These days there are Bible apps that make it easy to look up a verse. I use them to read something to David, Jr., or we play a Bible game on his iPad. But I still carry that little Bible my mother gave me everywhere. It’s a reminder of how my faith has carried me. Always.

That was how all of us felt in my family—my mother; my older brother, Jason; my older sister, Julia; and me. We had love, we had each other and we had God at the center of our lives.

Even after I grew up and my career took me far from Chicago, I’d still go back there. When I had my big audition for the movie Dreamgirls, a huge opportunity, you know where I went to pray? The steps of the church where I’d been going since I was born, the church where I found my voice.

Or when I won the Academy Award for my role in Dreamgirls, or had my first solo album released or got engaged to David, who did I want to thank? God, first and foremost. Then the people he put in my life to support and inspire me–my family and my church most of all.

They’d given me all I needed to make my way. I try to remember them and honor them in everything I do.

Especially my grandmother, who believed the best way to show her gratitude to God for her beautiful singing voice was to use it to serve him. My mother, who was utterly devoted to our family. My brother, who had such a generous spirit. He loved to barbecue, feeding the whole neighborhood.

And my nephew, Julia’s son Julian King, who was all about education. He was so smart and did his homework without being told. He changed his own bedtime from 9:00 to 8:00 so he wouldn’t be late for school. He had people call him “Dr. King” because he dreamed of being a doctor.

Julia and I started the Julian D. King Gift Foundation to provide children positive experiences in his honor. Every August 14, Julian’s birthday, we hold a “Hatch Day,” a name he came up with (we don’t know how). He loved parties and would send out Hatch Day invites to family and friends.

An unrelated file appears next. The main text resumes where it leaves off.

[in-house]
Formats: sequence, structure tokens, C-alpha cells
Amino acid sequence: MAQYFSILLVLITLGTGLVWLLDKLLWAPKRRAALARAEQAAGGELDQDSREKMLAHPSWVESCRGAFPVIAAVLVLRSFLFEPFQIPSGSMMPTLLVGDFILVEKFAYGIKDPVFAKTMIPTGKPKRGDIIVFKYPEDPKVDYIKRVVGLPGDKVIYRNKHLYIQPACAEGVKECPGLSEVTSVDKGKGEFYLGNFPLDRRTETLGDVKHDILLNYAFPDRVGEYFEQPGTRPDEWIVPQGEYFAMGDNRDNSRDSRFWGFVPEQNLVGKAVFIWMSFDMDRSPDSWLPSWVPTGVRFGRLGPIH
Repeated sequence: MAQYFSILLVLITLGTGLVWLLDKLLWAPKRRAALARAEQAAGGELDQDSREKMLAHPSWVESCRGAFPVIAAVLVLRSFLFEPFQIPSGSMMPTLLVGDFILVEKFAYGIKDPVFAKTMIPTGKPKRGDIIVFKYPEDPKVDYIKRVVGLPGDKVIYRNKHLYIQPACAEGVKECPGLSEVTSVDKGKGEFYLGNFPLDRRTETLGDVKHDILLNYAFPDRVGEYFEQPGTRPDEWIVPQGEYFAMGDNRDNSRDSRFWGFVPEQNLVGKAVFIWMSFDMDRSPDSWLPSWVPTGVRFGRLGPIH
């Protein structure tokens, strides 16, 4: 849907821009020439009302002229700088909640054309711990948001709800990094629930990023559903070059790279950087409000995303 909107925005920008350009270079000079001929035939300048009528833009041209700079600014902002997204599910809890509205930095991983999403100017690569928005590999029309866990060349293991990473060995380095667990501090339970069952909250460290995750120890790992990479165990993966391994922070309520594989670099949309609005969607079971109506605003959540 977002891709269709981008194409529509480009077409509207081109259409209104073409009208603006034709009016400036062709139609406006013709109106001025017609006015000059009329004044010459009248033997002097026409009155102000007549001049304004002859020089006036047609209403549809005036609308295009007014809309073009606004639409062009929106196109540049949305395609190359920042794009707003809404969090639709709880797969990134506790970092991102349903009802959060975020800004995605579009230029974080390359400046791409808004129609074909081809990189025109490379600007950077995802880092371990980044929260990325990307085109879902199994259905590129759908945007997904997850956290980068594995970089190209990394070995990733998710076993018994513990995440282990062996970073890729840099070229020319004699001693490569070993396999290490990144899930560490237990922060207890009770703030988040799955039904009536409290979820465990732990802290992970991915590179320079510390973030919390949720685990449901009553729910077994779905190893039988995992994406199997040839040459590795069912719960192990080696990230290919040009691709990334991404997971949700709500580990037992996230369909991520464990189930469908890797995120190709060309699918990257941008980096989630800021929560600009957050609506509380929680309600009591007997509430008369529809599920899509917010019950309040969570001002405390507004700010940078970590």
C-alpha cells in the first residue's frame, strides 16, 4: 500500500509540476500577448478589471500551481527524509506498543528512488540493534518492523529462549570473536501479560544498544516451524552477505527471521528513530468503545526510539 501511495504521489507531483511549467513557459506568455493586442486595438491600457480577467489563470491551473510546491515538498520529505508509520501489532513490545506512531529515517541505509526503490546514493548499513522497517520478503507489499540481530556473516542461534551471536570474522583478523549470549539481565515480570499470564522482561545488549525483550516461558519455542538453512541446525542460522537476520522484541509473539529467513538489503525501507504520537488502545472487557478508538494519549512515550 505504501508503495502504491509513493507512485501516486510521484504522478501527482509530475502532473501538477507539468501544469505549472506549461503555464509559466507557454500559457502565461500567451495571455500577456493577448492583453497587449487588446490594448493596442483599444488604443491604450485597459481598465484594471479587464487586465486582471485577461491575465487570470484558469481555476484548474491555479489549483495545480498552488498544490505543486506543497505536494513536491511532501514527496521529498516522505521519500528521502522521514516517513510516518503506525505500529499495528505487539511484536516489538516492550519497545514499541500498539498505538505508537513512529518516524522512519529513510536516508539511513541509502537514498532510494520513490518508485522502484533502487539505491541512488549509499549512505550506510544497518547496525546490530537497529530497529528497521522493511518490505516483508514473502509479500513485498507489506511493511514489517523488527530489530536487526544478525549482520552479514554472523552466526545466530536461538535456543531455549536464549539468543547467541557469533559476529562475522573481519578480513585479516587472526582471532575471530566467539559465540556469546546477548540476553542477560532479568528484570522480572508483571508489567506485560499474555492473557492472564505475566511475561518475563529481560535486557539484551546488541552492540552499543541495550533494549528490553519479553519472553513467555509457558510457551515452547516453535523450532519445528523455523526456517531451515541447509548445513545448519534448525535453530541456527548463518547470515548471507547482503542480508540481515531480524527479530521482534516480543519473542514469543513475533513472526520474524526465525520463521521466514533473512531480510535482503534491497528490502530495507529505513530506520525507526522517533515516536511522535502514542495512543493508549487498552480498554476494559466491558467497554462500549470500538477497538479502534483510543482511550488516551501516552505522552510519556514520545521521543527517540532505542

We celebrate his birthday by donating school supplies to thousands of kids in need. I think Julian would have been totally into getting kids as excited about school as he was. We hold an annual Christmas toy drive in his name too.

Now when Christmas comes I want to do all the things I did growing up, get the fireplace going, get our family together for a fish fry, gather around the piano and sing. And, of course, go to church for the Christmas play, with all the children carrying candles down the aisle and everyone singing carols.

There’s something special about Christmas, about celebrating the birth of Christ, a kind of beauty that brings people together, that heals the wounds only he can heal.

I got that exact same feeling there in that historic church in Harlem while we were filming. “Fix me, Jesus,” sings the character I play. It’s an outpouring of emotion, the kind of crying out to God we make when we’re brokenhearted, when our spirits are as low as they can go.

She goes back to New York for the first time in years, reuniting with her parents and her son. What a celebration follows, the choir leaping to their feet, clapping and singing. At last she’s back in the place that nourished her, that sustains her still. Church–the place I’ve always called home.

 

Download your FREE ebook, A Prayer for Every Need, by Dr. Norman Vincent Peale